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Vermont Garden Journal: If You're Short On Space, Check Out These Hanging Houseplants

Jessica Ruscello
"String Of Pearls" is a succulent that has fascinating small, round, pea-like leaves along the stems. It can go for weeks without water, especially in the winter.

With the surge of interest in houseplants, many home owners are rethinking indoor plantings. While floor plants, such as ficus and dracena, are dramatic, a more practical approach is hanging baskets. Hanging houseplants take up less space, fit into small nooks and can have interesting growth. Here are some of the easiest to try in your home.

Pothos or "Devil's Ivy" is a common hanging foliage plant. It comes with plain, dark-green or chartreuse leaves depending on the variety. I think the most colorful are the variegated green and gold types. Pothos thrives in a bright room with high humidity but without direct sunlight. I grow mine in the bathroom and it loves the humidity from the shower. Pothos is also easy to propagate. Simply take a four-to-six-inch long cutting from the end of a stem, dip the cut end in rooting hormone powder and stick it in a pot filled with moistened potting soil. In a month, it will be rooted. Snipping the stem ends is also a good way to keep the growth in check.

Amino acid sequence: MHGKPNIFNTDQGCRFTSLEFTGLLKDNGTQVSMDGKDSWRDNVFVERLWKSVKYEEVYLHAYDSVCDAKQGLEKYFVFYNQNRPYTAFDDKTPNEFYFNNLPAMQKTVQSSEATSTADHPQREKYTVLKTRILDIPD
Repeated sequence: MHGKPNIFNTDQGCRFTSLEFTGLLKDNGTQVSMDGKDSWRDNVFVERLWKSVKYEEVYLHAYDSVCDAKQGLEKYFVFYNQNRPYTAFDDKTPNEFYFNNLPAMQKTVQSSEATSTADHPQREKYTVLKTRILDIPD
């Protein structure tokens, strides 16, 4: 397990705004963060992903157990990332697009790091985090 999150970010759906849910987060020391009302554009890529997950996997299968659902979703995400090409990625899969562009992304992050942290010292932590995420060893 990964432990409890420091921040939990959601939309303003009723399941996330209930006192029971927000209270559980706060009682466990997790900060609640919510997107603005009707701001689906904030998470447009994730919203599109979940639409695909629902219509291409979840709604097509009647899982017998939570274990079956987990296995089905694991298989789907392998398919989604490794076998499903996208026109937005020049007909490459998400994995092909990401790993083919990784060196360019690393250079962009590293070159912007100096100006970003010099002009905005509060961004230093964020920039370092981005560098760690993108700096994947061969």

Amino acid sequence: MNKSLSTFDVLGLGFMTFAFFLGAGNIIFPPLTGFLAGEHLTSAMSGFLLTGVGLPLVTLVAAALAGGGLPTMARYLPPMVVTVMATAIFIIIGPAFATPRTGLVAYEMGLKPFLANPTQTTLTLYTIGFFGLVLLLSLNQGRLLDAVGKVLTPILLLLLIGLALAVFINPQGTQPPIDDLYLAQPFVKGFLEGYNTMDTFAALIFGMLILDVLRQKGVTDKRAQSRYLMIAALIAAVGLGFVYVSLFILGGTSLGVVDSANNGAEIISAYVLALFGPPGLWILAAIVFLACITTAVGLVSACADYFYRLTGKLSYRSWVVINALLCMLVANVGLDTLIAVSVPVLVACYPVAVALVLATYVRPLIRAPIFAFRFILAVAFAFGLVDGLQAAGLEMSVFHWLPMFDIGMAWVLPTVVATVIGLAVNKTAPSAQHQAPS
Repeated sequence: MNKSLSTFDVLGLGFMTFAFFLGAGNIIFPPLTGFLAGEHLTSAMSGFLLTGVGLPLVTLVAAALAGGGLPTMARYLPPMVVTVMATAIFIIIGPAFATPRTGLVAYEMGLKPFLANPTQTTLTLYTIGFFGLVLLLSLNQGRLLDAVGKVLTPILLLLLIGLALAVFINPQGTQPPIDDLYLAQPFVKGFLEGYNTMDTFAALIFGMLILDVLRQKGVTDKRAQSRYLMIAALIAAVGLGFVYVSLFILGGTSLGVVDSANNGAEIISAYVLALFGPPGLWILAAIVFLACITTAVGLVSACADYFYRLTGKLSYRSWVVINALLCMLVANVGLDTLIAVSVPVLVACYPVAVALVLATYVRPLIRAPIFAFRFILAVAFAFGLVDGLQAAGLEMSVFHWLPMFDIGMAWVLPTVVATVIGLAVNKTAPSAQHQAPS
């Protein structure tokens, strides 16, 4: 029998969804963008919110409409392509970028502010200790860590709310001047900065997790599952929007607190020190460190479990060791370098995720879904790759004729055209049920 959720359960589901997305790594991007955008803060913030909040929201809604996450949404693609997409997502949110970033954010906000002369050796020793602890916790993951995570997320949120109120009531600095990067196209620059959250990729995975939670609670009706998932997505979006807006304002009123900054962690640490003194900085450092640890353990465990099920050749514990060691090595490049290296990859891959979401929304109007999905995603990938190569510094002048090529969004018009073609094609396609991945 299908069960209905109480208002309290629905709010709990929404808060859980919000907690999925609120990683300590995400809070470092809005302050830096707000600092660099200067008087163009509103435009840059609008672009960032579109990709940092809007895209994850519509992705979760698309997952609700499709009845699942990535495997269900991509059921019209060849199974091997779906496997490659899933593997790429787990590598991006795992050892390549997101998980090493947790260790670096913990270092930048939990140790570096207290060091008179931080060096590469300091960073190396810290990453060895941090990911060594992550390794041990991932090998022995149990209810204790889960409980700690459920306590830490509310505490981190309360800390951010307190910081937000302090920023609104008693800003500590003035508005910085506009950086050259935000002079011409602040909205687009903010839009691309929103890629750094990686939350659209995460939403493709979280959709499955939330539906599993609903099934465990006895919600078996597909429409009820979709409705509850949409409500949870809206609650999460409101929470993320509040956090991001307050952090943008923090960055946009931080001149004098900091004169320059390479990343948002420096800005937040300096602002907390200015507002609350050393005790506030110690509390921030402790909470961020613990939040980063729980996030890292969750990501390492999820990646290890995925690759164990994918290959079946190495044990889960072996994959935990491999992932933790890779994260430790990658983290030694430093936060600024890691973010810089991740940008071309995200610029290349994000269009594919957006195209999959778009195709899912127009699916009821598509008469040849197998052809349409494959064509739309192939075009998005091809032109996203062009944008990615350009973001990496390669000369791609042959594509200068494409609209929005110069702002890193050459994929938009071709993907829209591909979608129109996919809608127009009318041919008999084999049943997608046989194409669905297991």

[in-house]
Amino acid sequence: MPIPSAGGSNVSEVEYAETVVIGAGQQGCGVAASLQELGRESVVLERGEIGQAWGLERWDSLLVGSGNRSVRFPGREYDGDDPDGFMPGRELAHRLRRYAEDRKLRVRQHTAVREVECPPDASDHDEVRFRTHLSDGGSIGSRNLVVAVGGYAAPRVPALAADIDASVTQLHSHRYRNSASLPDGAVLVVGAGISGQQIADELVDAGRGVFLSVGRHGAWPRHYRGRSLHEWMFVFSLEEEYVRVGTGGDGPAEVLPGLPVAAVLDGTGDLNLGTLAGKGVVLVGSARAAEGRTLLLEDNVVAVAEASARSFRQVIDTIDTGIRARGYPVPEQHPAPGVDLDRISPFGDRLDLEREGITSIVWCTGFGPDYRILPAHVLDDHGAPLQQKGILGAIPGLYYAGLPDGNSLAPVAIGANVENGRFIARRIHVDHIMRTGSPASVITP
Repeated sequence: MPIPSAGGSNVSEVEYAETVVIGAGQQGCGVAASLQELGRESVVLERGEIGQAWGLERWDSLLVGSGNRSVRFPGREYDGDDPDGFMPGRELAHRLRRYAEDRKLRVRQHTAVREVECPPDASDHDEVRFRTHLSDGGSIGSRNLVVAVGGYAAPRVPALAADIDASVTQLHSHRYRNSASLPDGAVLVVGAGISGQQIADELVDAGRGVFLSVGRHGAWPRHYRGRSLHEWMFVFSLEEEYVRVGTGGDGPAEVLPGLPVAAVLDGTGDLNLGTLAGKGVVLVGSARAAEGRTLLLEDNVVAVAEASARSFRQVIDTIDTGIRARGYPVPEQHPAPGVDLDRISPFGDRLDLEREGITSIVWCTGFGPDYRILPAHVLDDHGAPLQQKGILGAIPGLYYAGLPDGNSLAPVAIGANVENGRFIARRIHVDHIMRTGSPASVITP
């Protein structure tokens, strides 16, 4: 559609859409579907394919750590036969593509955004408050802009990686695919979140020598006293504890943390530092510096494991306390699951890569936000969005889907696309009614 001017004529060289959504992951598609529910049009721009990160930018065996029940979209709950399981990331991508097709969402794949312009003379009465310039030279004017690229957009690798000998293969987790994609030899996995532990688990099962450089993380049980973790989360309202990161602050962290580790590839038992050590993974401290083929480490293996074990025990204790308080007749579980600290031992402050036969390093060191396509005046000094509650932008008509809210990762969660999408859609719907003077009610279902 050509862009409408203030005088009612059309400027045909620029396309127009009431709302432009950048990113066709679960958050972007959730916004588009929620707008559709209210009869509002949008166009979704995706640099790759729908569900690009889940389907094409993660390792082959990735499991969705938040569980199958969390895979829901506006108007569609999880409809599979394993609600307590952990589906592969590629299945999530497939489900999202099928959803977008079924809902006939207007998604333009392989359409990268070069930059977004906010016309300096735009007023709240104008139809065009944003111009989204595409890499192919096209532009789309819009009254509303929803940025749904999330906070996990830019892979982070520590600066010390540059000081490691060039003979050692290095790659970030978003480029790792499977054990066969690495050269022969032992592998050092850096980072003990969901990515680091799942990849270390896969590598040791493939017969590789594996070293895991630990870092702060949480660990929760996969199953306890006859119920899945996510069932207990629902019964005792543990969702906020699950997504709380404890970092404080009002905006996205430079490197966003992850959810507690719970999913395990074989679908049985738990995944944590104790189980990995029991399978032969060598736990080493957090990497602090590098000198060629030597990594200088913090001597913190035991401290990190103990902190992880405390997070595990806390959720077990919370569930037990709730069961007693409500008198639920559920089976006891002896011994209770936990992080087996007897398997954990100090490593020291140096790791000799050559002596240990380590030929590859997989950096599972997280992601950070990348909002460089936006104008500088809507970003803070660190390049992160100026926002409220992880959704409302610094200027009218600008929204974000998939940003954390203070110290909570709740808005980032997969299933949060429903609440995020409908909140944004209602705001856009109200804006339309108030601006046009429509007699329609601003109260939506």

For a different cascading look, try "String Of Pearls." This succulent has fascinating small, round, pea-like leaves along the stems. "String Of Pearls" likes well-drained soil so use cactus potting mix when growing it. Place this hanging plant in a sunny widow and let it dry out between waterings. You may not water it for weeks in winter. A similar cascading sedum is "Donkey's Tail." It's cared for just like the "String Of Pearls."

Dichondra is a familiar outdoor annual often found in garden centers in spring. It also makes a nice houseplant. Look for varieties such as "Silver Falls."  Dichondra needs lots of sun to grow well indoors, and you can move it outdoors in spring.

Now for this week's tip: do a seed germination test of your left over veggie seeds. If the test shows a germination percentage lower than 80 percent, buy a new packet of that variety.

Charlie Nardozzi is a nationally recognized garden writer, radio and TV show host, consultant, and speaker. Charlie is the host of All Things Gardening on Sunday mornings at 9:35 during Weekend Edition on Vermont Public. Charlie is a guest on Vermont Public's Vermont Edition during the growing season. He also offers garden tips on local television and is a frequent guest on national programs.
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